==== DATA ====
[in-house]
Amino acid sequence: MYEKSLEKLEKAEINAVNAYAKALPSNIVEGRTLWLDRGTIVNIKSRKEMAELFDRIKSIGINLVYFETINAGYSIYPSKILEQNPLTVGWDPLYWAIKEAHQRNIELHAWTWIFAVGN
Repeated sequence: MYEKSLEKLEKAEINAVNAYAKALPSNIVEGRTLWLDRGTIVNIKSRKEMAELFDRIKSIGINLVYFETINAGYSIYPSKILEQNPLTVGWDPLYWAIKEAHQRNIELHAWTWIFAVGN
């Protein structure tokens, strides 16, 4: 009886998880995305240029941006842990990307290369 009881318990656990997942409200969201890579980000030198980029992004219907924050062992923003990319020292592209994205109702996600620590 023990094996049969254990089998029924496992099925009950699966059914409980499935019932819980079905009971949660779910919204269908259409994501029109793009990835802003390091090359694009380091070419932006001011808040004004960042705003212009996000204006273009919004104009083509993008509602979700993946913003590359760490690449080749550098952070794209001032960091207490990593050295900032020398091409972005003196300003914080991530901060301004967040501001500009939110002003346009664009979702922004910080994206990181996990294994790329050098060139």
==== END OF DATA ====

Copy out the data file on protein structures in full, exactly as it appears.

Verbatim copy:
[in-house]
Amino acid sequence: MYEKSLEKLEKAEINAVNAYAKALPSNIVEGRTLWLDRGTIVNIKSRKEMAELFDRIKSIGINLVYFETINAGYSIYPSKILEQNPLTVGWDPLYWAIKEAHQRNIELHAWTWIFAVGN
Repeated sequence: MYEKSLEKLEKAEINAVNAYAKALPSNIVEGRTLWLDRGTIVNIKSRKEMAELFDRIKSIGINLVYFETINAGYSIYPSKILEQNPLTVGWDPLYWAIKEAHQRNIELHAWTWIFAVGN
């Protein structure tokens, strides 16, 4: 009886998880995305240029941006842990990307290369 009881318990656990997942409200969201890579980000030198980029992004219907924050062992923003990319020292592209994205109702996600620590 023990094996049969254990089998029924496992099925009950699966059914409980499935019932819980079905009971949660779910919204269908259409994501029109793009990835802003390091090359694009380091070419932006001011808040004004960042705003212009996000204006273009919004104009083509993008509602979700993946913003590359760490690449080749550098952070794209001032960091207490990593050295900032020398091409972005003196300003914080991530901060301004967040501001500009939110002003346009664009979702922004910080994206990181996990294994790329050098060139």